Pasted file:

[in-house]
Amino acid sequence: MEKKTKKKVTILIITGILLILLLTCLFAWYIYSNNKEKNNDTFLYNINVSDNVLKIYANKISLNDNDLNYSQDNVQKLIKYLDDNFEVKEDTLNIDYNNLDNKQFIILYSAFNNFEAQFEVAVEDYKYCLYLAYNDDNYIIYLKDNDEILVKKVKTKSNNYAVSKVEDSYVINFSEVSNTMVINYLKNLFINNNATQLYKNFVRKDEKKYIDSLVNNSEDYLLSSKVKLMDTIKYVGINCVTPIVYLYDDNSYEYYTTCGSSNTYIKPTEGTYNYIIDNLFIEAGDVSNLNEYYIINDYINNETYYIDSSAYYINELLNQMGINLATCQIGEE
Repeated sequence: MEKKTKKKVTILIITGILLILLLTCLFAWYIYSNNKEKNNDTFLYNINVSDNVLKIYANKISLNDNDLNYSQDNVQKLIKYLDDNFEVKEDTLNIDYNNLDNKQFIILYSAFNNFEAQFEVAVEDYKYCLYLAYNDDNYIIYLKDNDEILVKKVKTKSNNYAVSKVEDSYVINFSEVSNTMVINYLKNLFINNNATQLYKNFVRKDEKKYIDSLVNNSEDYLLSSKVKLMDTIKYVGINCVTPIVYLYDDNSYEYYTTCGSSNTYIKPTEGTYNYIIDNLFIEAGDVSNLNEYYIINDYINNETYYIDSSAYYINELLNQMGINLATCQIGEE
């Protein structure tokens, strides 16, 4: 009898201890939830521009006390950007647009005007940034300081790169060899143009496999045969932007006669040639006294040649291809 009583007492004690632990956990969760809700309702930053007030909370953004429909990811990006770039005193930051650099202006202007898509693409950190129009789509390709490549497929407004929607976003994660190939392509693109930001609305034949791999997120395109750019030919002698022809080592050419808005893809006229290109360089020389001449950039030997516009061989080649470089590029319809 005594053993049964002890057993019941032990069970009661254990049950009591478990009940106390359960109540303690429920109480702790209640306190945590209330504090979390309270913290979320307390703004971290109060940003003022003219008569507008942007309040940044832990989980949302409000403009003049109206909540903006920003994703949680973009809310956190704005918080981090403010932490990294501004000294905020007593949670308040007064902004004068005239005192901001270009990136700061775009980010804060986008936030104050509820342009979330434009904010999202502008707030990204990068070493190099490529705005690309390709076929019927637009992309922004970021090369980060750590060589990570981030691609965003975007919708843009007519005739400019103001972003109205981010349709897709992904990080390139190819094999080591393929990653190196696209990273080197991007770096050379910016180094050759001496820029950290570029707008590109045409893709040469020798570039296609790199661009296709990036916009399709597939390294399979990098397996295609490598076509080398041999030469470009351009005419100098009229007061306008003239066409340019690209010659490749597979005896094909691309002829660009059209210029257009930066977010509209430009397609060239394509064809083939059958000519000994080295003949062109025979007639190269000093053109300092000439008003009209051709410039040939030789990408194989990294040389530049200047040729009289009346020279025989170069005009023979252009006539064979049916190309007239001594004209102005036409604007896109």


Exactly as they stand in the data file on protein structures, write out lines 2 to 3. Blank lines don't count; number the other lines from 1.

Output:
Amino acid sequence: MEKKTKKKVTILIITGILLILLLTCLFAWYIYSNNKEKNNDTFLYNINVSDNVLKIYANKISLNDNDLNYSQDNVQKLIKYLDDNFEVKEDTLNIDYNNLDNKQFIILYSAFNNFEAQFEVAVEDYKYCLYLAYNDDNYIIYLKDNDEILVKKVKTKSNNYAVSKVEDSYVINFSEVSNTMVINYLKNLFINNNATQLYKNFVRKDEKKYIDSLVNNSEDYLLSSKVKLMDTIKYVGINCVTPIVYLYDDNSYEYYTTCGSSNTYIKPTEGTYNYIIDNLFIEAGDVSNLNEYYIINDYINNETYYIDSSAYYINELLNQMGINLATCQIGEE
Repeated sequence: MEKKTKKKVTILIITGILLILLLTCLFAWYIYSNNKEKNNDTFLYNINVSDNVLKIYANKISLNDNDLNYSQDNVQKLIKYLDDNFEVKEDTLNIDYNNLDNKQFIILYSAFNNFEAQFEVAVEDYKYCLYLAYNDDNYIIYLKDNDEILVKKVKTKSNNYAVSKVEDSYVINFSEVSNTMVINYLKNLFINNNATQLYKNFVRKDEKKYIDSLVNNSEDYLLSSKVKLMDTIKYVGINCVTPIVYLYDDNSYEYYTTCGSSNTYIKPTEGTYNYIIDNLFIEAGDVSNLNEYYIINDYINNETYYIDSSAYYINELLNQMGINLATCQIGEE